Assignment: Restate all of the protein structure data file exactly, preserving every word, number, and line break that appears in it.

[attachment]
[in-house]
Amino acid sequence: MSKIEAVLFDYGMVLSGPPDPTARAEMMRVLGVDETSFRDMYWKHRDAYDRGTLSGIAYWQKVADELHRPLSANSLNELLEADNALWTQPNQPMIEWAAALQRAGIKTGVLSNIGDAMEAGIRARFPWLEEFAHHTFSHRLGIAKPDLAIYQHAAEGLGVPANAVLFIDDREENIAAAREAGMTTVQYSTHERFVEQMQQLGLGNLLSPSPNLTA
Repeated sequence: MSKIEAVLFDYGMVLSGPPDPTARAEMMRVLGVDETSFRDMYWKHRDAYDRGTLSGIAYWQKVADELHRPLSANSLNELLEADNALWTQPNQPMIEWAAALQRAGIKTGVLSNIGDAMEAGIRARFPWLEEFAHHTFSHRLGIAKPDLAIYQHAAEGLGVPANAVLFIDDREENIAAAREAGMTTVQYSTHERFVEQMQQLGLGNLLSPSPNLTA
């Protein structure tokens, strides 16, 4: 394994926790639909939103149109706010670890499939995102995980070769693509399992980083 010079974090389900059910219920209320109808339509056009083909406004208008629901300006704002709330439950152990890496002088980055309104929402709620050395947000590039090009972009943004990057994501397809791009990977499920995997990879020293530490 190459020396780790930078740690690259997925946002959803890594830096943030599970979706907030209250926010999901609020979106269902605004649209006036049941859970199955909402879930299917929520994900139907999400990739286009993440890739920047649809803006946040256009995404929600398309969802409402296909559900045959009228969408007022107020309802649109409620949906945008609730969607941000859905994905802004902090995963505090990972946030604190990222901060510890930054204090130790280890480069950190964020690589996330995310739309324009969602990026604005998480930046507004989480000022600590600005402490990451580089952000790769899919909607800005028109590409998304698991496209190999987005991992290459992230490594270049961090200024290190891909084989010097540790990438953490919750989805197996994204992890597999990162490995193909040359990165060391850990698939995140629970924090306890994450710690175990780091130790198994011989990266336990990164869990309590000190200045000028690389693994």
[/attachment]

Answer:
[in-house]
Amino acid sequence: MSKIEAVLFDYGMVLSGPPDPTARAEMMRVLGVDETSFRDMYWKHRDAYDRGTLSGIAYWQKVADELHRPLSANSLNELLEADNALWTQPNQPMIEWAAALQRAGIKTGVLSNIGDAMEAGIRARFPWLEEFAHHTFSHRLGIAKPDLAIYQHAAEGLGVPANAVLFIDDREENIAAAREAGMTTVQYSTHERFVEQMQQLGLGNLLSPSPNLTA
Repeated sequence: MSKIEAVLFDYGMVLSGPPDPTARAEMMRVLGVDETSFRDMYWKHRDAYDRGTLSGIAYWQKVADELHRPLSANSLNELLEADNALWTQPNQPMIEWAAALQRAGIKTGVLSNIGDAMEAGIRARFPWLEEFAHHTFSHRLGIAKPDLAIYQHAAEGLGVPANAVLFIDDREENIAAAREAGMTTVQYSTHERFVEQMQQLGLGNLLSPSPNLTA
């Protein structure tokens, strides 16, 4: 394994926790639909939103149109706010670890499939995102995980070769693509399992980083 010079974090389900059910219920209320109808339509056009083909406004208008629901300006704002709330439950152990890496002088980055309104929402709620050395947000590039090009972009943004990057994501397809791009990977499920995997990879020293530490 190459020396780790930078740690690259997925946002959803890594830096943030599970979706907030209250926010999901609020979106269902605004649209006036049941859970199955909402879930299917929520994900139907999400990739286009993440890739920047649809803006946040256009995404929600398309969802409402296909559900045959009228969408007022107020309802649109409620949906945008609730969607941000859905994905802004902090995963505090990972946030604190990222901060510890930054204090130790280890480069950190964020690589996330995310739309324009969602990026604005998480930046507004989480000022600590600005402490990451580089952000790769899919909607800005028109590409998304698991496209190999987005991992290459992230490594270049961090200024290190891909084989010097540790990438953490919750989805197996994204992890597999990162490995193909040359990165060391850990698939995140629970924090306890994450710690175990780091130790198994011989990266336990990164869990309590000190200045000028690389693994």